Most organizations use certificates in some fashion. Web servers, email servers, messaging servers... everything seems to be moving in the direction of public key certificates. But certificates can be costly and confusing to manage, especially with large web farms or email-centric companies. One great solution to this problem is the use of subject alternative name (SAN) certificates.
The Shortcut Guide to Subject Alternative Name Certificates provides information about SAN certificates to show how they can be used in a variety of technologies. These special certificates allow multiple hosts to use the same certificate, avoiding the costs of obtaining, deploying, and managing multiple nearly-identical certificates. This guide will explore what SAN certificates are, how they work, and how they can help you deploy server farms more efficiently. You may even discover that you already have SAN certificates available that can be put to good use with no additional expense!
Available Chapter Previews:
Chapter 1: Introduction to Certificates
There are numerous ways to apply public key infrastructure (PKI). There are probably as many unique solutions available as there are companies to apply them to. A one-size-fits-all PKI simply does not exist. And in a similar vein, there is no perfect PKI; there is almost always a tradeoff made during the process of PKI implementation.
For example, deploying an externally managed PKI may cut costs, such as internal headcount or the deployment of intranet infrastructure servers, while incurring other costs, including monthly maintenance fees. Another, more esoteric example is key size. Many cryptographic algorithms allow an administrator to select the size of the public key used for the PKI. As you may already know, the rule is that for any cryptography, the larger you make the key, the more secure the data becomes. So many executives and IT professionals will initially decide to use the largest key possible. And if there were no downsides, that would be a great choice. However, the drawback is that intense calculations must be made every time the key is used, and particularly when the key is generated. As a result, the system becomes far more secure but far slower.
You will almost certainly have some amount of compromise in your decision because, frankly, you do not have infinite resources at your disposal. Because there is no single best PKI solution, you need to be familiar with as many available options as possible. This familiarity helps you determine the best way to address the stated needs.
This guide is provided in four chapters. Each chapter focuses on a different aspect of the concepts and practical use of SAN certificates:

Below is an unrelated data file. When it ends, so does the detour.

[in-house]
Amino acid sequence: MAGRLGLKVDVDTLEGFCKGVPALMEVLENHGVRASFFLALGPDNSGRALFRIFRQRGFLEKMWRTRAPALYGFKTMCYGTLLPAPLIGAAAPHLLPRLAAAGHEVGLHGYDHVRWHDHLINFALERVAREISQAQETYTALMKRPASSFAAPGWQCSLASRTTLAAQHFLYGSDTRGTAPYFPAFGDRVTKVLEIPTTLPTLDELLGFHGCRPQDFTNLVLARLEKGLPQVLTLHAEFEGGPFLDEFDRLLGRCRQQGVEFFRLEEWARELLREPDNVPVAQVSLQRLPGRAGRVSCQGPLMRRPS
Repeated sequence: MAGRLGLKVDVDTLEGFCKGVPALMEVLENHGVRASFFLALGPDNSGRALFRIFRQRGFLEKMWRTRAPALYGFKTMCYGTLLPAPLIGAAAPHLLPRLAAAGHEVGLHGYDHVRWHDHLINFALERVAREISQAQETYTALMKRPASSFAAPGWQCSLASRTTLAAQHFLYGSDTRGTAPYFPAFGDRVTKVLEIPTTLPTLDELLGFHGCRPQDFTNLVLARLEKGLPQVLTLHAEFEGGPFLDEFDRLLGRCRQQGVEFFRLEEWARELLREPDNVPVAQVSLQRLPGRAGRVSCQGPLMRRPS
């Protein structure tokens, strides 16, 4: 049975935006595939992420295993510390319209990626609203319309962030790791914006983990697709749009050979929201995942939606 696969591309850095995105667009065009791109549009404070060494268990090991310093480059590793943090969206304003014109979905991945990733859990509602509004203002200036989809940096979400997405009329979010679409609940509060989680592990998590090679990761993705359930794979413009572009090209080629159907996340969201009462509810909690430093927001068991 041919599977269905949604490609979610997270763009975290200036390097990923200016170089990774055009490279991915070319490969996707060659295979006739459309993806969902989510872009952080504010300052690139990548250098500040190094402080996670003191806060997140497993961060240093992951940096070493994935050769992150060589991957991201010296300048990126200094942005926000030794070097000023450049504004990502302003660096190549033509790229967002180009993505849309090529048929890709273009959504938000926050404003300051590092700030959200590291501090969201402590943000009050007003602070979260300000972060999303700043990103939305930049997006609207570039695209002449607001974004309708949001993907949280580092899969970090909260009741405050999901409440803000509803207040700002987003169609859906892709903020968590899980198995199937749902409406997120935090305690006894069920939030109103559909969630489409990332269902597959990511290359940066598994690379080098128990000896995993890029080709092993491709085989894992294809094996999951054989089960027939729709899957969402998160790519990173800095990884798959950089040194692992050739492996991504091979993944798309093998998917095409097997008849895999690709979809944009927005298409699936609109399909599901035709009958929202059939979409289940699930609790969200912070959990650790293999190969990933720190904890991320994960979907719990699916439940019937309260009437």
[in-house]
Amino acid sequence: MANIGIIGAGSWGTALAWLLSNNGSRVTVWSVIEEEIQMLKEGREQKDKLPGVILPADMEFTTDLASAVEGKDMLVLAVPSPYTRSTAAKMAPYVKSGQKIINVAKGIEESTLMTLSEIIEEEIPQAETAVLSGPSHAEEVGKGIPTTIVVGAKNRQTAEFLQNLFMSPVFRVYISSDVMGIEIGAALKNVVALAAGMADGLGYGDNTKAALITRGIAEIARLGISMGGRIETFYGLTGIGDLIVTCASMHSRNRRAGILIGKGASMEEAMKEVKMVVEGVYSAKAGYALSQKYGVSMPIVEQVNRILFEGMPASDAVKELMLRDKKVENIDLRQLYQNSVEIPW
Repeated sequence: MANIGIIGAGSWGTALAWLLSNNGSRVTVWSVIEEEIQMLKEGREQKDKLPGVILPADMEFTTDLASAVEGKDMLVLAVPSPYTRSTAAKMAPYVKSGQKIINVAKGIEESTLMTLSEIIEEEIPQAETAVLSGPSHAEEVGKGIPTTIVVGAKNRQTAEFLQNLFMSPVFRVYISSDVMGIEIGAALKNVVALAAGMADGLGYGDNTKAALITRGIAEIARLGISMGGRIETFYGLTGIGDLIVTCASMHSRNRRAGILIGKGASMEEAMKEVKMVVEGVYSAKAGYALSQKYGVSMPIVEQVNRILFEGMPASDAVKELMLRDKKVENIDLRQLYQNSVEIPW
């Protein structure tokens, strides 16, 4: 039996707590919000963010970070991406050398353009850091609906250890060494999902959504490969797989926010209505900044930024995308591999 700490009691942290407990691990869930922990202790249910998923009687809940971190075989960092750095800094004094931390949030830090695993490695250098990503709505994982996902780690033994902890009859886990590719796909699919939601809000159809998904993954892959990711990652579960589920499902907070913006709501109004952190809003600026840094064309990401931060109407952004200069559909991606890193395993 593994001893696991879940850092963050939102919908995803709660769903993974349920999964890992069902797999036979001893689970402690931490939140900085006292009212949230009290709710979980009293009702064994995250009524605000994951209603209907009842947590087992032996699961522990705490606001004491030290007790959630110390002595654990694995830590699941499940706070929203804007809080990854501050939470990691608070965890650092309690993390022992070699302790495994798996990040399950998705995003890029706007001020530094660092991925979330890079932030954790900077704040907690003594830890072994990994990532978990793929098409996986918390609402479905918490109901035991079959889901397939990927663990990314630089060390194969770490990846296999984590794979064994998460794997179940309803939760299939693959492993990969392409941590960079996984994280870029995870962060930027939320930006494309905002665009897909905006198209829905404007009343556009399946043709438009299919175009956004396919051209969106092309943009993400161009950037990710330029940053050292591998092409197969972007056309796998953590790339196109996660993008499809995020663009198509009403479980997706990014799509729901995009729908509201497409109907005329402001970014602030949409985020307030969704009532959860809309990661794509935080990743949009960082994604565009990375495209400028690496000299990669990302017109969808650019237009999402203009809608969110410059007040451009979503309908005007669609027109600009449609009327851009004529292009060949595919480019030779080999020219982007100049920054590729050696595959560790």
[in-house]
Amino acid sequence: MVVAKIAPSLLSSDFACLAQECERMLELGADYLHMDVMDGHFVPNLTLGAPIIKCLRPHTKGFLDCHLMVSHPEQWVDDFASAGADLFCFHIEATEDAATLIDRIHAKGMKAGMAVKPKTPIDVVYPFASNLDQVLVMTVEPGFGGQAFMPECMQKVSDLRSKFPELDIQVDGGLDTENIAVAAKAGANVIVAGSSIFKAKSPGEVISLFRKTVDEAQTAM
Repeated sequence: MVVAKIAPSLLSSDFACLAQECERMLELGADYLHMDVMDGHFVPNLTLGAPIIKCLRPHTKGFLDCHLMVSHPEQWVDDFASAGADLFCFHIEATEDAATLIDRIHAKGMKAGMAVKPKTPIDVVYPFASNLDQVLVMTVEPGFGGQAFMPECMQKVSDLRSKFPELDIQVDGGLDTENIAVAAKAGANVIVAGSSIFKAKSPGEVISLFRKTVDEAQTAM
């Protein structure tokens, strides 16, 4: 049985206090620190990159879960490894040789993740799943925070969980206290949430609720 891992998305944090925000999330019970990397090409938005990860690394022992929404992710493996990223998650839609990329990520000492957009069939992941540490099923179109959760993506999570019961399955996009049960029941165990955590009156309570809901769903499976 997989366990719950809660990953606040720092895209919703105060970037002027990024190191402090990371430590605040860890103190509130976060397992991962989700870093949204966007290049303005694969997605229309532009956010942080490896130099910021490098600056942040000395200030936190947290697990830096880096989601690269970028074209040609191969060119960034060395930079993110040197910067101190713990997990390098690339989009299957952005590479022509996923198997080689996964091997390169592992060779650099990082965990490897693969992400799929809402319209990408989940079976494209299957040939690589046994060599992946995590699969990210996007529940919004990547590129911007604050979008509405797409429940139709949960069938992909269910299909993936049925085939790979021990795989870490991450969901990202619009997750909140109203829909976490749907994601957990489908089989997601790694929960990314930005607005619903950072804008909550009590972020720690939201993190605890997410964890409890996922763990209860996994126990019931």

- Chapter 1: Introduction to Certificates - This chapter introduces broad PKI terms that are used throughout the guide. It provides a framework for the in-depth concepts and application of SAN certificates in later chapters. Although this chapter may be considered review material for some readers, it is important to understand this information to ensure that later chapters are effective.
- Chapter 2: SAN Certificates In Depth - This chapter is dedicated to getting down into the details of a SAN certificate. It will examine the certificate structures and metadata and will compare data between SAN and non-SAN certificates. It will also compare SAN certificates to wildcard certificates to understand the distinction between two somewhat similar products.
- Chapter 3: The Business Value of SAN Certificates - Written primarily for the BDM and TDM readers, this chapter discusses the business aspect of SAN certificates. It will examine the business costs and return on investment (ROI) drivers that apply to both SAN and other similar certification strategies. This chapter supports the business and organizational elements of the solutions discussed in Chapter 2.
- Chapter 4: Planning and Implementing a SAN - Enabled Certificate Strategy—This chapter discuss the details of actually implementing a SAN-enabled certificate strategy. Topics include analyzing existing systems and properly planning for a SAN certificate deployment. Ongoing operations-based tasks are also explored. This chapter is useful for the implementers in an organization, such as the IT generalist or specialist, and the planning elements apply to architects as well.